The website also goes into detail about the Atrazine lawsuit and how Syngenta is greatly disappointed that for once an honest judge refused to dismiss the lawsuit against Syngenta over the Holiday Shores debacle.  They settled earlier this year, for a paltry sum, and as always, the lawyers made more than the water companies did.  The lawsuit was about how to meet EPA standards of providing water that had less than 3 parts per billion of Atrazine in it they had to build huge filtration systems to remove the toxic stuff from the water supplies as it is widely used by farmers all over the place as a weed killer.  The thing is, we know it is toxic, the EPA says so, it runs off the land in huge amounts, persists for years and years, destroys aquatic life wherever it is, and is legal to make and use everywhere in the US.

Next on the Syngenta website is the statement that agricultural biotechnology is necessary in our modern world as it is the only method to improve productivity and to ensure higher quality crops grown in sustainable and environmentally safe methods.  I don't know if you the reader has ever read anything else about GM crops or not, but that whole statement is just unbelievable flawed.  GM crops are proven in laboratory testing to be inferior nutritionally.  European farming methods have far and above out produced American and Canadian use of GM crops, high amounts of herbicide and pesticide usage.  (Try this one, I write about GM crops a lot)

One of the weird things about the Syngenta website is their position on child labor.  They claim they are against it and do not ever use it.  Wow, I had never heard of this aspect of GM crop production before, so I did a search on Google for Syngenta, child labor.  And I learned a lot.  Seems that they have been deep in lawsuits and criminal activity for using child labor in the manufacture of the GM seeds for years.  So, the normal thing to do for big companies, deny it ever happened.  I wish I could just say the same thing, I never married that woman.  Sigh, it just isn't true though, no matter how hard I wish it never happened, it did.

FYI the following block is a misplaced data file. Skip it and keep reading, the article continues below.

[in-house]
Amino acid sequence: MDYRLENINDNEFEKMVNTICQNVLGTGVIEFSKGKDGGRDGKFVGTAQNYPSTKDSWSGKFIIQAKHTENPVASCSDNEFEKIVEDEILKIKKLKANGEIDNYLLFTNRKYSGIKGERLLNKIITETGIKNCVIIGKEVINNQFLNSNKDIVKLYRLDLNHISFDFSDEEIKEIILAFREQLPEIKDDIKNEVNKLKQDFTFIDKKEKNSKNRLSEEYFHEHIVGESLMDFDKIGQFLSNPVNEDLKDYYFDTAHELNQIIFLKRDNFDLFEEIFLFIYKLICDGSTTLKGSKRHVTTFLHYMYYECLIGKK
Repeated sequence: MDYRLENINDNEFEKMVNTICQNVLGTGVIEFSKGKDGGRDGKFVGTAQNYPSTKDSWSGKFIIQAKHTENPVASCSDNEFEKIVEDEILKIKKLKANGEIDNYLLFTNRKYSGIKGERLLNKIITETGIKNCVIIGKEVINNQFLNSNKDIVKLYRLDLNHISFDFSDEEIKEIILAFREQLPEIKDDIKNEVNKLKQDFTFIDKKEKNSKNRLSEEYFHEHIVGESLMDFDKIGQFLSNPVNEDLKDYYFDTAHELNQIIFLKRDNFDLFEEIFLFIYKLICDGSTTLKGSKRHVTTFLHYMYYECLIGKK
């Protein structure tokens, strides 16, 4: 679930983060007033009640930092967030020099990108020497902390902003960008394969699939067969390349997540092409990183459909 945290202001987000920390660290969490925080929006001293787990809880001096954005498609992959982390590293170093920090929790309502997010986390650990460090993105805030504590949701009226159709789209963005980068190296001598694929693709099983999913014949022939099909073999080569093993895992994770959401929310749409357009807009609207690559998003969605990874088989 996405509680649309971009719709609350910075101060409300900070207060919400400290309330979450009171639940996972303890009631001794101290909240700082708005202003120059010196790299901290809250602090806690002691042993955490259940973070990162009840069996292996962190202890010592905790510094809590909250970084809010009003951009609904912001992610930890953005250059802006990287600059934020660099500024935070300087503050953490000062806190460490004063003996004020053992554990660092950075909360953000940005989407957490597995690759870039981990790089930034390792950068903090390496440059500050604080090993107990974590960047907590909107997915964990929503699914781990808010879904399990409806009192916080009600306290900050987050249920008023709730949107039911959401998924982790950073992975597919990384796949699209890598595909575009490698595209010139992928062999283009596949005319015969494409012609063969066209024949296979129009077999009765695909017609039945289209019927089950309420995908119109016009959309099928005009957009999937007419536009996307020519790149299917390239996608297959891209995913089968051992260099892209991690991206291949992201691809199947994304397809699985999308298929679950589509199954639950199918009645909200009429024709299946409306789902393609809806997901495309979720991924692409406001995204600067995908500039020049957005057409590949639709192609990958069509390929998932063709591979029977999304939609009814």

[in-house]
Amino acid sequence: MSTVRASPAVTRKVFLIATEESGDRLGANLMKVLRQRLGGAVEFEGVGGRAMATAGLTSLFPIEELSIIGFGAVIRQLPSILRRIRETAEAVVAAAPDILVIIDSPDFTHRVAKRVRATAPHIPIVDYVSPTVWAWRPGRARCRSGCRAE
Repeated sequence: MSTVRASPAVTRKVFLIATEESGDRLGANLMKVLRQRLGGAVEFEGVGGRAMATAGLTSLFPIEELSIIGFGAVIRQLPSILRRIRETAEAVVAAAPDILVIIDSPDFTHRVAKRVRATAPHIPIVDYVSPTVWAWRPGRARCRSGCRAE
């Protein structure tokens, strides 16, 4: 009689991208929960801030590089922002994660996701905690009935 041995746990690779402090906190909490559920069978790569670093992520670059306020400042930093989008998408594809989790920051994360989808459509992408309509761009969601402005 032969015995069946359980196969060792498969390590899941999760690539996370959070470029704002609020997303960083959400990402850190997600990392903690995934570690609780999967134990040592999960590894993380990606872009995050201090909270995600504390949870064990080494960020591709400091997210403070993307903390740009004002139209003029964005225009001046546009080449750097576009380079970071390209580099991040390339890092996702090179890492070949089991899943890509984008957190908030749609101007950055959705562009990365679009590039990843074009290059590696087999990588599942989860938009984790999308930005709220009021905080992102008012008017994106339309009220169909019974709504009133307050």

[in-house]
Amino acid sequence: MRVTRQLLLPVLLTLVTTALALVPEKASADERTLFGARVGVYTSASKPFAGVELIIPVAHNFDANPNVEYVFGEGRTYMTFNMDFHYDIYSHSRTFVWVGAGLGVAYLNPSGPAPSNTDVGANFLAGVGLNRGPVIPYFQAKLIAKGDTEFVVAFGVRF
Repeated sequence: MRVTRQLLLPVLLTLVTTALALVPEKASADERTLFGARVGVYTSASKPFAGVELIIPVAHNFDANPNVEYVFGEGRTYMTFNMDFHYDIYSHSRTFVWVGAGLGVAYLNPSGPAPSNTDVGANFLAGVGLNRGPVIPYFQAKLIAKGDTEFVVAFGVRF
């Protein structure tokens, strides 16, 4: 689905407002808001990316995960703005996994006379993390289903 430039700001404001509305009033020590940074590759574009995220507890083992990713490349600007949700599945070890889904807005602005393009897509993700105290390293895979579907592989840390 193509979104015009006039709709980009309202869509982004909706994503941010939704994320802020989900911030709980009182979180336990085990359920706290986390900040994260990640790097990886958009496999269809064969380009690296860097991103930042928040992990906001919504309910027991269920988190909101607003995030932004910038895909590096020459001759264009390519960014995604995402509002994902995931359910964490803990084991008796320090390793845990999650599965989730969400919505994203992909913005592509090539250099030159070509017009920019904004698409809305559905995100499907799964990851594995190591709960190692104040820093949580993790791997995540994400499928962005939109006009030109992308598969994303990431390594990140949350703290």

Last is this direct quote, "Organic production methods and organic food products represent a legitimate personal choice and occupy a valid position in the market. However, there is no evidence that organic agriculture is safer or more environmentally-friendly than other types of production, or that it is resource-efficient enough to meet the demands of today and the future."

Amish farmers regularly exceed production levels than of chemical GM farms, using horses.  Yeah, a little more time involved, but then there are similar examples of people using modern techniques and organic farms become considerably more profitable than traditional chemical GM farms.  I guess the point of all of this is that Syngenta, not unlike Monsanto, my ex-wife, my eldest brother and most politicos; all feel that they are in fact not only without fault, incapable of error, and above the law as well.  If in fact Syngenta goes to court with this lawsuit, they have the backing to get numerous scientists to write whatever they want them to and those reports will show the same findings, that insecticides don't kill insects.

If that were true, why do they sell them then.